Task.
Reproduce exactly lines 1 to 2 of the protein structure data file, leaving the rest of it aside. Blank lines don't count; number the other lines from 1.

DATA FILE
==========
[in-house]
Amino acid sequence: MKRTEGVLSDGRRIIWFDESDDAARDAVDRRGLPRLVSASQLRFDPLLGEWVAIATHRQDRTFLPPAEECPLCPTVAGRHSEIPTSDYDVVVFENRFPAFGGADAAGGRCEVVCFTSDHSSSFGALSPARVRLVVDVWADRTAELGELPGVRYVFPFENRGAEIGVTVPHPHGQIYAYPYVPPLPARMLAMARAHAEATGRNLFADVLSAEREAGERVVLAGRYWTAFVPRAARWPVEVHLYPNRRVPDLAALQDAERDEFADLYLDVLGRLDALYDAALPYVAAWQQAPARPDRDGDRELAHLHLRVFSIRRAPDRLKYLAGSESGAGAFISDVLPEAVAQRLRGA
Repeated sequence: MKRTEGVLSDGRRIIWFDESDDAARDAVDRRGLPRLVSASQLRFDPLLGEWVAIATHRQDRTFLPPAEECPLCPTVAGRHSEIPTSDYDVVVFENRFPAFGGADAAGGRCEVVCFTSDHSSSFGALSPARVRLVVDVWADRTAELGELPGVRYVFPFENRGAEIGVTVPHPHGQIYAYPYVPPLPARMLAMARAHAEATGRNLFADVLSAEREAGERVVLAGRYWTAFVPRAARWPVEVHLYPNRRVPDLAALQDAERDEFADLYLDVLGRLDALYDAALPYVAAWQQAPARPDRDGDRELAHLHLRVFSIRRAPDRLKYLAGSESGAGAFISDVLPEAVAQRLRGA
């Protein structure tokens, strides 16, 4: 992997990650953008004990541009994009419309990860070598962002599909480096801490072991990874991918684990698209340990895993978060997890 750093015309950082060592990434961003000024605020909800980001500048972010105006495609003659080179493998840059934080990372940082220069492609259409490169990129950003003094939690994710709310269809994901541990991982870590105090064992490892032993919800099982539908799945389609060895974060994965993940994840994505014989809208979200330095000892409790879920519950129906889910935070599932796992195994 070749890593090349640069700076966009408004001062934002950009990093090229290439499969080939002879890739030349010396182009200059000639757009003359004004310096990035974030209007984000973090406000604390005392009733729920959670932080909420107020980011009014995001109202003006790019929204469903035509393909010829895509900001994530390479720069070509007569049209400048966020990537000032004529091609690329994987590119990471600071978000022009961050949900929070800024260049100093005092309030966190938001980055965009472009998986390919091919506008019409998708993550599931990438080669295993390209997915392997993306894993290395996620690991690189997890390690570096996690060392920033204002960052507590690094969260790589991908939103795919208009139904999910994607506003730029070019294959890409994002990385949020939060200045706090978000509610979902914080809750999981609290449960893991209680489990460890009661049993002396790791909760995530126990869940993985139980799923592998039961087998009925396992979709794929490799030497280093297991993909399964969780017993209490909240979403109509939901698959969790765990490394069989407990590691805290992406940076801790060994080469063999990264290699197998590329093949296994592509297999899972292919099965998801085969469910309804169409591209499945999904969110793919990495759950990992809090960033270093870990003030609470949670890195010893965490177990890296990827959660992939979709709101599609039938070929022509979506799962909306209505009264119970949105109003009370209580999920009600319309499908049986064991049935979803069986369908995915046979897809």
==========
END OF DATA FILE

[in-house]
Amino acid sequence: MKRTEGVLSDGRRIIWFDESDDAARDAVDRRGLPRLVSASQLRFDPLLGEWVAIATHRQDRTFLPPAEECPLCPTVAGRHSEIPTSDYDVVVFENRFPAFGGADAAGGRCEVVCFTSDHSSSFGALSPARVRLVVDVWADRTAELGELPGVRYVFPFENRGAEIGVTVPHPHGQIYAYPYVPPLPARMLAMARAHAEATGRNLFADVLSAEREAGERVVLAGRYWTAFVPRAARWPVEVHLYPNRRVPDLAALQDAERDEFADLYLDVLGRLDALYDAALPYVAAWQQAPARPDRDGDRELAHLHLRVFSIRRAPDRLKYLAGSESGAGAFISDVLPEAVAQRLRGA